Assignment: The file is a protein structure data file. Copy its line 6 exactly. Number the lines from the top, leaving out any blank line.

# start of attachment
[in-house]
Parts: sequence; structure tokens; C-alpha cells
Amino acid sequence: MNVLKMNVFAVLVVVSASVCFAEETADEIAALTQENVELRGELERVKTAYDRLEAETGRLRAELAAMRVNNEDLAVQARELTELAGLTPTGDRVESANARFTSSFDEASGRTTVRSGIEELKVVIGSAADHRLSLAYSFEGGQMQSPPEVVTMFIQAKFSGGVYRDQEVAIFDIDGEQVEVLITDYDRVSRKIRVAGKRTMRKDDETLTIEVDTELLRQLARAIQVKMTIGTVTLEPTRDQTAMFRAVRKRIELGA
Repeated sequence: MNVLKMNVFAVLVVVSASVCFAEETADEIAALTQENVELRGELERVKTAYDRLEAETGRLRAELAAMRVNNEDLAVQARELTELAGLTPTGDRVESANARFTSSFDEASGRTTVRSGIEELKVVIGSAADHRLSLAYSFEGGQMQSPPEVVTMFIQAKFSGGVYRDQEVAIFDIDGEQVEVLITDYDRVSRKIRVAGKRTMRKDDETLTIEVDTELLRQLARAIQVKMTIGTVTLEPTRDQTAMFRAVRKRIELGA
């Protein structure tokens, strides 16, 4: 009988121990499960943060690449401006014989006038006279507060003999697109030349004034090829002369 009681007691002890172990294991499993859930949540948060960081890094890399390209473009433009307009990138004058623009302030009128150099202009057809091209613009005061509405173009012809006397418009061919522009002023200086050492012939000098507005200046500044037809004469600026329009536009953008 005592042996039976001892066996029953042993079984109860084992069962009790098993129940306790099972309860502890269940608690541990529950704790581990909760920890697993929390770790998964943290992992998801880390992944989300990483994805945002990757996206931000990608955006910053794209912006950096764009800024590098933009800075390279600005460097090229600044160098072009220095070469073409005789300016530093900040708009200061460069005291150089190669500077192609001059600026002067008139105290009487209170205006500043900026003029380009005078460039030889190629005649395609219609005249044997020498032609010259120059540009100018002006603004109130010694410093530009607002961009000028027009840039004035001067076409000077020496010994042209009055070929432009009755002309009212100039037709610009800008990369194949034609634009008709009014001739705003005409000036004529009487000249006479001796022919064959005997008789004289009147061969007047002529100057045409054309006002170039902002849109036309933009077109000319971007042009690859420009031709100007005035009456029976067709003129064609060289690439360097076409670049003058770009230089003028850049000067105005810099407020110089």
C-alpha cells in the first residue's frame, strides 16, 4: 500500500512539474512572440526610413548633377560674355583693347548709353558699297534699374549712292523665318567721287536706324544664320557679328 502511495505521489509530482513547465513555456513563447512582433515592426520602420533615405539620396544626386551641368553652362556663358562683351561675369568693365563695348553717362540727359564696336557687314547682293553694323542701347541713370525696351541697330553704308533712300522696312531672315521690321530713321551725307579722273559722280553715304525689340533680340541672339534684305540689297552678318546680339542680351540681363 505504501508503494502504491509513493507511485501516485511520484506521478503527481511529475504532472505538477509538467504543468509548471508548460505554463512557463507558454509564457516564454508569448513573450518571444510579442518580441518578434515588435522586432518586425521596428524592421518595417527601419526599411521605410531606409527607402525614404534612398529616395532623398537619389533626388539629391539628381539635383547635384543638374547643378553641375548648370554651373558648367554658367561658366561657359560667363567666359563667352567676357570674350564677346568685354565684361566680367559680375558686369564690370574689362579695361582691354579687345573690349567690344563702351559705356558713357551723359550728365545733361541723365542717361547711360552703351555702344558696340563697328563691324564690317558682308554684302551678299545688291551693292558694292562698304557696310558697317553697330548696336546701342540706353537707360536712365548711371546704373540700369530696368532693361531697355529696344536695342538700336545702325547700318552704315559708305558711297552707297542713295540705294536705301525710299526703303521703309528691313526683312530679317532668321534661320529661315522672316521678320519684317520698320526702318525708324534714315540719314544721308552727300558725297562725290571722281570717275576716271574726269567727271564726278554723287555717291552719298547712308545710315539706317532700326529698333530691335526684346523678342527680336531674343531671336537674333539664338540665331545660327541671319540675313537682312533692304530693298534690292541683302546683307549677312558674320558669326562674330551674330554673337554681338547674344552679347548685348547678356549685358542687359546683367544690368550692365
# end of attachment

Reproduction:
C-alpha cells in the first residue's frame, strides 16, 4: 500500500512539474512572440526610413548633377560674355583693347548709353558699297534699374549712292523665318567721287536706324544664320557679328 502511495505521489509530482513547465513555456513563447512582433515592426520602420533615405539620396544626386551641368553652362556663358562683351561675369568693365563695348553717362540727359564696336557687314547682293553694323542701347541713370525696351541697330553704308533712300522696312531672315521690321530713321551725307579722273559722280553715304525689340533680340541672339534684305540689297552678318546680339542680351540681363 505504501508503494502504491509513493507511485501516485511520484506521478503527481511529475504532472505538477509538467504543468509548471508548460505554463512557463507558454509564457516564454508569448513573450518571444510579442518580441518578434515588435522586432518586425521596428524592421518595417527601419526599411521605410531606409527607402525614404534612398529616395532623398537619389533626388539629391539628381539635383547635384543638374547643378553641375548648370554651373558648367554658367561658366561657359560667363567666359563667352567676357570674350564677346568685354565684361566680367559680375558686369564690370574689362579695361582691354579687345573690349567690344563702351559705356558713357551723359550728365545733361541723365542717361547711360552703351555702344558696340563697328563691324564690317558682308554684302551678299545688291551693292558694292562698304557696310558697317553697330548696336546701342540706353537707360536712365548711371546704373540700369530696368532693361531697355529696344536695342538700336545702325547700318552704315559708305558711297552707297542713295540705294536705301525710299526703303521703309528691313526683312530679317532668321534661320529661315522672316521678320519684317520698320526702318525708324534714315540719314544721308552727300558725297562725290571722281570717275576716271574726269567727271564726278554723287555717291552719298547712308545710315539706317532700326529698333530691335526684346523678342527680336531674343531671336537674333539664338540665331545660327541671319540675313537682312533692304530693298534690292541683302546683307549677312558674320558669326562674330551674330554673337554681338547674344552679347548685348547678356549685358542687359546683367544690368550692365